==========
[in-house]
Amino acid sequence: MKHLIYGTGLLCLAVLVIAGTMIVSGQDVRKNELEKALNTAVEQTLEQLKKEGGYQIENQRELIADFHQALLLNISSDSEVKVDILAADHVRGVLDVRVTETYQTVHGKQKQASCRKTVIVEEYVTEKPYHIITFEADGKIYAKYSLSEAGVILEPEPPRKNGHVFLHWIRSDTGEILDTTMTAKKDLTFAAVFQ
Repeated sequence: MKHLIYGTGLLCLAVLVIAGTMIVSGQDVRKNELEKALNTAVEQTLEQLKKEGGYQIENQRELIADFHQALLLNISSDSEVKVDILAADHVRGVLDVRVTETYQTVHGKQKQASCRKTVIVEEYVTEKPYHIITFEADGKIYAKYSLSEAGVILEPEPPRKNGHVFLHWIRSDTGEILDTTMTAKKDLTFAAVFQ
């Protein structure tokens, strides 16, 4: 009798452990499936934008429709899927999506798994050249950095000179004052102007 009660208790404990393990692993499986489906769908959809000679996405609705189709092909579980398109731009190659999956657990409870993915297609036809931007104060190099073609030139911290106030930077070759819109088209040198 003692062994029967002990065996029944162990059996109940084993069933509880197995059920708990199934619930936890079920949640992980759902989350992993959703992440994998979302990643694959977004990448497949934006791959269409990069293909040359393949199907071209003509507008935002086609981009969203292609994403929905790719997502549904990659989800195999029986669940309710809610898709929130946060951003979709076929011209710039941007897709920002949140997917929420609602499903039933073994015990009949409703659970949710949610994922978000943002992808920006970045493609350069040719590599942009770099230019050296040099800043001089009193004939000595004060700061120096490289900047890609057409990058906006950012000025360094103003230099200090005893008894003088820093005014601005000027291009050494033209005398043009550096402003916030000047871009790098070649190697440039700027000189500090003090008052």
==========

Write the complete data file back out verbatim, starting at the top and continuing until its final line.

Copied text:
[in-house]
Amino acid sequence: MKHLIYGTGLLCLAVLVIAGTMIVSGQDVRKNELEKALNTAVEQTLEQLKKEGGYQIENQRELIADFHQALLLNISSDSEVKVDILAADHVRGVLDVRVTETYQTVHGKQKQASCRKTVIVEEYVTEKPYHIITFEADGKIYAKYSLSEAGVILEPEPPRKNGHVFLHWIRSDTGEILDTTMTAKKDLTFAAVFQ
Repeated sequence: MKHLIYGTGLLCLAVLVIAGTMIVSGQDVRKNELEKALNTAVEQTLEQLKKEGGYQIENQRELIADFHQALLLNISSDSEVKVDILAADHVRGVLDVRVTETYQTVHGKQKQASCRKTVIVEEYVTEKPYHIITFEADGKIYAKYSLSEAGVILEPEPPRKNGHVFLHWIRSDTGEILDTTMTAKKDLTFAAVFQ
């Protein structure tokens, strides 16, 4: 009798452990499936934008429709899927999506798994050249950095000179004052102007 009660208790404990393990692993499986489906769908959809000679996405609705189709092909579980398109731009190659999956657990409870993915297609036809931007104060190099073609030139911290106030930077070759819109088209040198 003692062994029967002990065996029944162990059996109940084993069933509880197995059920708990199934619930936890079920949640992980759902989350992993959703992440994998979302990643694959977004990448497949934006791959269409990069293909040359393949199907071209003509507008935002086609981009969203292609994403929905790719997502549904990659989800195999029986669940309710809610898709929130946060951003979709076929011209710039941007897709920002949140997917929420609602499903039933073994015990009949409703659970949710949610994922978000943002992808920006970045493609350069040719590599942009770099230019050296040099800043001089009193004939000595004060700061120096490289900047890609057409990058906006950012000025360094103003230099200090005893008894003088820093005014601005000027291009050494033209005398043009550096402003916030000047871009790098070649190697440039700027000189500090003090008052």